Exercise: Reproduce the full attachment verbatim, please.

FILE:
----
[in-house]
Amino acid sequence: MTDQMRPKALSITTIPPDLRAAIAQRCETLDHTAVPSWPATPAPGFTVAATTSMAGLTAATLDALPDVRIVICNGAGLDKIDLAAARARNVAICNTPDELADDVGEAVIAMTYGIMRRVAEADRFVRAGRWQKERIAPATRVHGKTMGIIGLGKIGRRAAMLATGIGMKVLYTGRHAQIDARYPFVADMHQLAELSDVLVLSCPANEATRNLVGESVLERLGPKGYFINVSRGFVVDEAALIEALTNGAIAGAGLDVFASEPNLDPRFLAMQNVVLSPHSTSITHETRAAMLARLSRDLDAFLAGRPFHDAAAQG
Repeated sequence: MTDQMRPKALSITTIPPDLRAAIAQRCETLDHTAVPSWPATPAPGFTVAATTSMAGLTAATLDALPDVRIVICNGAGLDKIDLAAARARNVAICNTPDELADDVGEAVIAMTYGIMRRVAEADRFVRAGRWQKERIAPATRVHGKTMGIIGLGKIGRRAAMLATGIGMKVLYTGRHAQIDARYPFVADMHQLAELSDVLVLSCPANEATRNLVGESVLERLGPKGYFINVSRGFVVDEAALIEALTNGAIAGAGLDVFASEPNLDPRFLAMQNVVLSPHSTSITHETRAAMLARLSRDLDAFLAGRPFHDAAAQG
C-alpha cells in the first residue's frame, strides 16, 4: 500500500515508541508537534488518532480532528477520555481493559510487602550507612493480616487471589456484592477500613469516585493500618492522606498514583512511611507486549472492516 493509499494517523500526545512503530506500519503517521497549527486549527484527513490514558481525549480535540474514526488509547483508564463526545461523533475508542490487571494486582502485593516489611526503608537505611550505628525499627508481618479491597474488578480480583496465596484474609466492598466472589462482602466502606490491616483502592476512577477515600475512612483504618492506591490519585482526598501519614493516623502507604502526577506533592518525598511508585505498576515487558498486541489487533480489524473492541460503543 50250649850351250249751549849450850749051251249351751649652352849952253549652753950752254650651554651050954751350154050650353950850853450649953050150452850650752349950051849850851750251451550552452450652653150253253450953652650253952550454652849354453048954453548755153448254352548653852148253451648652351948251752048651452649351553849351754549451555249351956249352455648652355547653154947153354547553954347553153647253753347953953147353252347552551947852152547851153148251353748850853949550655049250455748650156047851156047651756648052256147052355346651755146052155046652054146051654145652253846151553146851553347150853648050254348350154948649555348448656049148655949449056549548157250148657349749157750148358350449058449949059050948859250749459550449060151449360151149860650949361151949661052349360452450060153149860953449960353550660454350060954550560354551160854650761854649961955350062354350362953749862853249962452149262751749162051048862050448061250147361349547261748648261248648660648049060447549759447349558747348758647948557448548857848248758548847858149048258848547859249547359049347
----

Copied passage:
[in-house]
Amino acid sequence: MTDQMRPKALSITTIPPDLRAAIAQRCETLDHTAVPSWPATPAPGFTVAATTSMAGLTAATLDALPDVRIVICNGAGLDKIDLAAARARNVAICNTPDELADDVGEAVIAMTYGIMRRVAEADRFVRAGRWQKERIAPATRVHGKTMGIIGLGKIGRRAAMLATGIGMKVLYTGRHAQIDARYPFVADMHQLAELSDVLVLSCPANEATRNLVGESVLERLGPKGYFINVSRGFVVDEAALIEALTNGAIAGAGLDVFASEPNLDPRFLAMQNVVLSPHSTSITHETRAAMLARLSRDLDAFLAGRPFHDAAAQG
Repeated sequence: MTDQMRPKALSITTIPPDLRAAIAQRCETLDHTAVPSWPATPAPGFTVAATTSMAGLTAATLDALPDVRIVICNGAGLDKIDLAAARARNVAICNTPDELADDVGEAVIAMTYGIMRRVAEADRFVRAGRWQKERIAPATRVHGKTMGIIGLGKIGRRAAMLATGIGMKVLYTGRHAQIDARYPFVADMHQLAELSDVLVLSCPANEATRNLVGESVLERLGPKGYFINVSRGFVVDEAALIEALTNGAIAGAGLDVFASEPNLDPRFLAMQNVVLSPHSTSITHETRAAMLARLSRDLDAFLAGRPFHDAAAQG
C-alpha cells in the first residue's frame, strides 16, 4: 500500500515508541508537534488518532480532528477520555481493559510487602550507612493480616487471589456484592477500613469516585493500618492522606498514583512511611507486549472492516 493509499494517523500526545512503530506500519503517521497549527486549527484527513490514558481525549480535540474514526488509547483508564463526545461523533475508542490487571494486582502485593516489611526503608537505611550505628525499627508481618479491597474488578480480583496465596484474609466492598466472589462482602466502606490491616483502592476512577477515600475512612483504618492506591490519585482526598501519614493516623502507604502526577506533592518525598511508585505498576515487558498486541489487533480489524473492541460503543 50250649850351250249751549849450850749051251249351751649652352849952253549652753950752254650651554651050954751350154050650353950850853450649953050150452850650752349950051849850851750251451550552452450652653150253253450953652650253952550454652849354453048954453548755153448254352548653852148253451648652351948251752048651452649351553849351754549451555249351956249352455648652355547653154947153354547553954347553153647253753347953953147353252347552551947852152547851153148251353748850853949550655049250455748650156047851156047651756648052256147052355346651755146052155046652054146051654145652253846151553146851553347150853648050254348350154948649555348448656049148655949449056549548157250148657349749157750148358350449058449949059050948859250749459550449060151449360151149860650949361151949661052349360452450060153149860953449960353550660454350060954550560354551160854650761854649961955350062354350362953749862853249962452149262751749162051048862050448061250147361349547261748648261248648660648049060447549759447349558747348758647948557448548857848248758548847858149048258848547859249547359049347